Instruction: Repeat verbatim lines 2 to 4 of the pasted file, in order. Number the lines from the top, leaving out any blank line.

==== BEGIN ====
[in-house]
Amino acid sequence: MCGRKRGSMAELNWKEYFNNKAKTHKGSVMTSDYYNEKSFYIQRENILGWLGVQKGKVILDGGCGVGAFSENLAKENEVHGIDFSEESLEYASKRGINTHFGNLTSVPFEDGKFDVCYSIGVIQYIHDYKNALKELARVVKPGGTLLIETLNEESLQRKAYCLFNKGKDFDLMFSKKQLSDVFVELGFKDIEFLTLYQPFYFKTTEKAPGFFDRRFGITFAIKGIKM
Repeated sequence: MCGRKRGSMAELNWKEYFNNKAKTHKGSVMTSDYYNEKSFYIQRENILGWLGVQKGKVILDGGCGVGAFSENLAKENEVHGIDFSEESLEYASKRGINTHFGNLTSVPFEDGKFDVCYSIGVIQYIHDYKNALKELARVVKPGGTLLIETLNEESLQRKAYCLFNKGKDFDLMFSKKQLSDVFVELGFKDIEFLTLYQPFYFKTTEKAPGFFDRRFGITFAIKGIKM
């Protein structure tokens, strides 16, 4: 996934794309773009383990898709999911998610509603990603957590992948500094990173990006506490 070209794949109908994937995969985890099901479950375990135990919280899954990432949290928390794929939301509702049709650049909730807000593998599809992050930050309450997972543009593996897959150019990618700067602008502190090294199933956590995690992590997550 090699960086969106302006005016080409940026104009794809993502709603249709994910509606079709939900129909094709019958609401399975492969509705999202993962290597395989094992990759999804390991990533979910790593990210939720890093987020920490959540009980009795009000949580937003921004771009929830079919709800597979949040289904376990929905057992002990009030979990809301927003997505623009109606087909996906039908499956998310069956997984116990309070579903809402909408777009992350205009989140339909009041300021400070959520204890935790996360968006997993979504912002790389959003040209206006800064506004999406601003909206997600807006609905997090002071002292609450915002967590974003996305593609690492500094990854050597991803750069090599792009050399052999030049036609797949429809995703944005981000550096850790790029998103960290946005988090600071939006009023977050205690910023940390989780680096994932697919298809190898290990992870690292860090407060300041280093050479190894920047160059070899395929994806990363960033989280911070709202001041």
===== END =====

Amino acid sequence: MCGRKRGSMAELNWKEYFNNKAKTHKGSVMTSDYYNEKSFYIQRENILGWLGVQKGKVILDGGCGVGAFSENLAKENEVHGIDFSEESLEYASKRGINTHFGNLTSVPFEDGKFDVCYSIGVIQYIHDYKNALKELARVVKPGGTLLIETLNEESLQRKAYCLFNKGKDFDLMFSKKQLSDVFVELGFKDIEFLTLYQPFYFKTTEKAPGFFDRRFGITFAIKGIKM
Repeated sequence: MCGRKRGSMAELNWKEYFNNKAKTHKGSVMTSDYYNEKSFYIQRENILGWLGVQKGKVILDGGCGVGAFSENLAKENEVHGIDFSEESLEYASKRGINTHFGNLTSVPFEDGKFDVCYSIGVIQYIHDYKNALKELARVVKPGGTLLIETLNEESLQRKAYCLFNKGKDFDLMFSKKQLSDVFVELGFKDIEFLTLYQPFYFKTTEKAPGFFDRRFGITFAIKGIKM
């Protein structure tokens, strides 16, 4: 996934794309773009383990898709999911998610509603990603957590992948500094990173990006506490 070209794949109908994937995969985890099901479950375990135990919280899954990432949290928390794929939301509702049709650049909730807000593998599809992050930050309450997972543009593996897959150019990618700067602008502190090294199933956590995690992590997550 090699960086969106302006005016080409940026104009794809993502709603249709994910509606079709939900129909094709019958609401399975492969509705999202993962290597395989094992990759999804390991990533979910790593990210939720890093987020920490959540009980009795009000949580937003921004771009929830079919709800597979949040289904376990929905057992002990009030979990809301927003997505623009109606087909996906039908499956998310069956997984116990309070579903809402909408777009992350205009989140339909009041300021400070959520204890935790996360968006997993979504912002790389959003040209206006800064506004999406601003909206997600807006609905997090002071002292609450915002967590974003996305593609690492500094990854050597991803750069090599792009050399052999030049036609797949429809995703944005981000550096850790790029998103960290946005988090600071939006009023977050205690910023940390989780680096994932697919298809190898290990992870690292860090407060300041280093050479190894920047160059070899395929994806990363960033989280911070709202001041």